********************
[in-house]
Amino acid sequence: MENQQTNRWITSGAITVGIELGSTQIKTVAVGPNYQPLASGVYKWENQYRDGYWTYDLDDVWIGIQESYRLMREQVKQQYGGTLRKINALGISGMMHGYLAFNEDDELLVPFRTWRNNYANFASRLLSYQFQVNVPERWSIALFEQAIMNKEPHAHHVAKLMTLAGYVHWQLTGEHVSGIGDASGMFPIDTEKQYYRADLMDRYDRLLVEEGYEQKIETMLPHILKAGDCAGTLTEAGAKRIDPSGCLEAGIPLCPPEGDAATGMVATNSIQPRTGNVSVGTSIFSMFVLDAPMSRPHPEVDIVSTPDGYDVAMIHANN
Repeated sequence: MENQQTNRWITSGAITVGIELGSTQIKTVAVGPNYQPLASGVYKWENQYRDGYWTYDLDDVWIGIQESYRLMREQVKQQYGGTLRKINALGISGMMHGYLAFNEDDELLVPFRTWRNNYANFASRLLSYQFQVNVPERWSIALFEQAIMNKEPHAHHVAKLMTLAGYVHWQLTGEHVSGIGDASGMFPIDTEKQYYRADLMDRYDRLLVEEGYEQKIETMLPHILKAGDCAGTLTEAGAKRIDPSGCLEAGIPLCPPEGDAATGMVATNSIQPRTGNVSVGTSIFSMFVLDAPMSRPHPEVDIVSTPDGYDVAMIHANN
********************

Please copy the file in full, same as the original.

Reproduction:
[in-house]
Amino acid sequence: MENQQTNRWITSGAITVGIELGSTQIKTVAVGPNYQPLASGVYKWENQYRDGYWTYDLDDVWIGIQESYRLMREQVKQQYGGTLRKINALGISGMMHGYLAFNEDDELLVPFRTWRNNYANFASRLLSYQFQVNVPERWSIALFEQAIMNKEPHAHHVAKLMTLAGYVHWQLTGEHVSGIGDASGMFPIDTEKQYYRADLMDRYDRLLVEEGYEQKIETMLPHILKAGDCAGTLTEAGAKRIDPSGCLEAGIPLCPPEGDAATGMVATNSIQPRTGNVSVGTSIFSMFVLDAPMSRPHPEVDIVSTPDGYDVAMIHANN
Repeated sequence: MENQQTNRWITSGAITVGIELGSTQIKTVAVGPNYQPLASGVYKWENQYRDGYWTYDLDDVWIGIQESYRLMREQVKQQYGGTLRKINALGISGMMHGYLAFNEDDELLVPFRTWRNNYANFASRLLSYQFQVNVPERWSIALFEQAIMNKEPHAHHVAKLMTLAGYVHWQLTGEHVSGIGDASGMFPIDTEKQYYRADLMDRYDRLLVEEGYEQKIETMLPHILKAGDCAGTLTEAGAKRIDPSGCLEAGIPLCPPEGDAATGMVATNSIQPRTGNVSVGTSIFSMFVLDAPMSRPHPEVDIVSTPDGYDVAMIHANN